[viii] In 1879, the Dublin Mansion House Relief Committee appointed him to the post of medical commissioner. This coincided with another famine and an outbreak of typhoid in Co. Mayo. Dr. Sigerson later published a paper entitled ‘On the need and use of village hospitals in Ireland’.

In 1884 he was appointed to the Royal Commission on Prisons and given the task of improving both the health and social management of prison inmates. His report on the treatment of political prisoners – Political prisoners at home and abroad – would go on to be championed by Suffragettes seeking to draw attention to the uses and abuses of force feeding.

[ix] His poem was first published in ‘The harp of Erin: a book of ballad-poetry and of native song’, edited by Hester’s father (I believe), Ralph Varian and published by M'Glashan & Gill in 1869. See here

[x] “His mind was so broad and his genius so varied, and the elements so kindly mixed, that science, economics, history, and poetry all through his life appealed to him with almost equal force, though I have a suspicion that the appeal of poetry was strongest.” – Douglas Hyde on Dr. George Sigerson.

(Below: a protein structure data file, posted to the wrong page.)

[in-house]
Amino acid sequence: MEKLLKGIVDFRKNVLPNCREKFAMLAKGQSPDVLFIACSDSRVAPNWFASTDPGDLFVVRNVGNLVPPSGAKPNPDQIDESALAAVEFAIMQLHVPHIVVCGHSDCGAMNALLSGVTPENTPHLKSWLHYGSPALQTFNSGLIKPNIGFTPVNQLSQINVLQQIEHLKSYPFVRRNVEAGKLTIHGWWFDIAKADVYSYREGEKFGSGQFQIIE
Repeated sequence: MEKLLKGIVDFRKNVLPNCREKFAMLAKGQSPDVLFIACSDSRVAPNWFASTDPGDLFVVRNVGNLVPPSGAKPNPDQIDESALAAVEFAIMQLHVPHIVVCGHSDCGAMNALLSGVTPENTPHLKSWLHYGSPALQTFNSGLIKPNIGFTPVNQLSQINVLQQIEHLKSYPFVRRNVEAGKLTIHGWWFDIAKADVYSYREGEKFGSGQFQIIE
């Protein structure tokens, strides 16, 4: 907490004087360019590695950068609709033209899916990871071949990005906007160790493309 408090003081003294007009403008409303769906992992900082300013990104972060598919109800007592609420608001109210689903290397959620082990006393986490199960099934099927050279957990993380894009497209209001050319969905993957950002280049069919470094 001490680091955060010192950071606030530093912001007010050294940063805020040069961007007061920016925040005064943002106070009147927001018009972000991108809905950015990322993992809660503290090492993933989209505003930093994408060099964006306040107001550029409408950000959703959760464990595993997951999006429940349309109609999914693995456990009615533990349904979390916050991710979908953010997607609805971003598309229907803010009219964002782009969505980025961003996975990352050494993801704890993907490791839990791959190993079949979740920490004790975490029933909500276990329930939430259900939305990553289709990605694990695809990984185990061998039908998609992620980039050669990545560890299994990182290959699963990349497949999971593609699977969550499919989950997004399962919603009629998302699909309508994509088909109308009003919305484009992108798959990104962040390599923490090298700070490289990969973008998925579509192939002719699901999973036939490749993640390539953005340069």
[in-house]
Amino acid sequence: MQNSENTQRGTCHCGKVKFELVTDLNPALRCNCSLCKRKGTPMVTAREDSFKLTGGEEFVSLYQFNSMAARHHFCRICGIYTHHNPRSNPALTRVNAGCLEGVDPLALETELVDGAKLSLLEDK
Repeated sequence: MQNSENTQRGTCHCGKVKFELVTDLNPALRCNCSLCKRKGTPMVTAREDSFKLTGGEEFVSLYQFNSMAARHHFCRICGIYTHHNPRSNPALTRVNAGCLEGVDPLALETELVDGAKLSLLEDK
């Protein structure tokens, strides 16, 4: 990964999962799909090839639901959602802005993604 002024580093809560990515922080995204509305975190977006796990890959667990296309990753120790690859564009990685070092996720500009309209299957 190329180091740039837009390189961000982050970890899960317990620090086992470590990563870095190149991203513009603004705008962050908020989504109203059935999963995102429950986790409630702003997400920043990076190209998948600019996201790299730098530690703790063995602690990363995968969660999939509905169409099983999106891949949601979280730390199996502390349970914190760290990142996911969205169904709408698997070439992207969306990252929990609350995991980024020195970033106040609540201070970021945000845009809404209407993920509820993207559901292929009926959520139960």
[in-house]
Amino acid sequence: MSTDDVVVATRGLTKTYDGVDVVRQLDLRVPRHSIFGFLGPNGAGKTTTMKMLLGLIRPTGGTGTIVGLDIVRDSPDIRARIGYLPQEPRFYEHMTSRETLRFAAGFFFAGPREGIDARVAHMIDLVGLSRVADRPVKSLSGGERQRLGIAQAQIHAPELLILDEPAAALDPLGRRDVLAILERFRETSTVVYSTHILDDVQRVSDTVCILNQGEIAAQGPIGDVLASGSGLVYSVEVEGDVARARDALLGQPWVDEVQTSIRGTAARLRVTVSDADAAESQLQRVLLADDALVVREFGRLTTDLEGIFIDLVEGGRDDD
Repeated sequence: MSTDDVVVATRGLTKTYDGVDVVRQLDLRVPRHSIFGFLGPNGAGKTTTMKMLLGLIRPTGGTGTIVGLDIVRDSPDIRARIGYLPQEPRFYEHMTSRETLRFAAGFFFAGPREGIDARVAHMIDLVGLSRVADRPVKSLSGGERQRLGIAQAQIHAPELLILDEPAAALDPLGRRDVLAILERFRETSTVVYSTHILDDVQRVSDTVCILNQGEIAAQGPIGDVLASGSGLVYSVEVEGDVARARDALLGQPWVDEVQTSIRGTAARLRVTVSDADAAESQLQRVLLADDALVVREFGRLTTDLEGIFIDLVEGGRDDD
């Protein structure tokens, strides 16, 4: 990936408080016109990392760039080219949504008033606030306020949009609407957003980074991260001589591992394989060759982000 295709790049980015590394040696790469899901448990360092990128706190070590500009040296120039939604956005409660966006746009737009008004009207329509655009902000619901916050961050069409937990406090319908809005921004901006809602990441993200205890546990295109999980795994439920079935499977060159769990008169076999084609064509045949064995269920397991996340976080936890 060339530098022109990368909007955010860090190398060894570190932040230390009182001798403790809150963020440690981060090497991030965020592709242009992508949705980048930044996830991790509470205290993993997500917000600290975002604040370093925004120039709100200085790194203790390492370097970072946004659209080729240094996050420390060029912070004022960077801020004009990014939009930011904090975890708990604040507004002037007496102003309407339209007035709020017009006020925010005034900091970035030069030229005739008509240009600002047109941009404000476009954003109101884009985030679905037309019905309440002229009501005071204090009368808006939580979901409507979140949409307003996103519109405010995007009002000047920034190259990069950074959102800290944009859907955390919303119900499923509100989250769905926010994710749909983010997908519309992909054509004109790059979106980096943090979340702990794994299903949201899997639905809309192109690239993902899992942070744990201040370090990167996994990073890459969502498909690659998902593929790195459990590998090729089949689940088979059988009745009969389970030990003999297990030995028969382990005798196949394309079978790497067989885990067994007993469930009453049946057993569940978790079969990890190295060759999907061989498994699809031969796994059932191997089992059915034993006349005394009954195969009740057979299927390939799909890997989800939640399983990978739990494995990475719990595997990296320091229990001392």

[xi] ‘The fate of the Children of Lir’ formed the basis of ‘The saga of King Lir’, which Sigerson published in 1913. When Ernest Boyd read ‘Bards of the Gael and Gall’, he stated that it ‘substantiated the claim of ancient Ireland to be the mother of literature.’

[xii] On 8th April 1911, at a meeting of the Leinster Colleges Council in the O’Connell Hall, Dublin, letters were read from the new University Colleges of Cork and Galway in which they offered to send teams to Dublin to play UCD in a series of football matches. This was the first time that the University Colleges had decided to take their place in the national games. A week later, the UCD club announced its plans to inaugurate a competition to ‘create a feeling of unity between and to link more closely together the disjointed sections of the National University.’

[xiii] The first Sigerson cup matches were played at Croke Park (then Jones’s Road) between May 10 and May 12 1911.

[xiv] ‘If our nation is to live, it must live by the energy of intellect, and be prepared to take its place in competition with all other peoples’ – George Sigerson, 1894.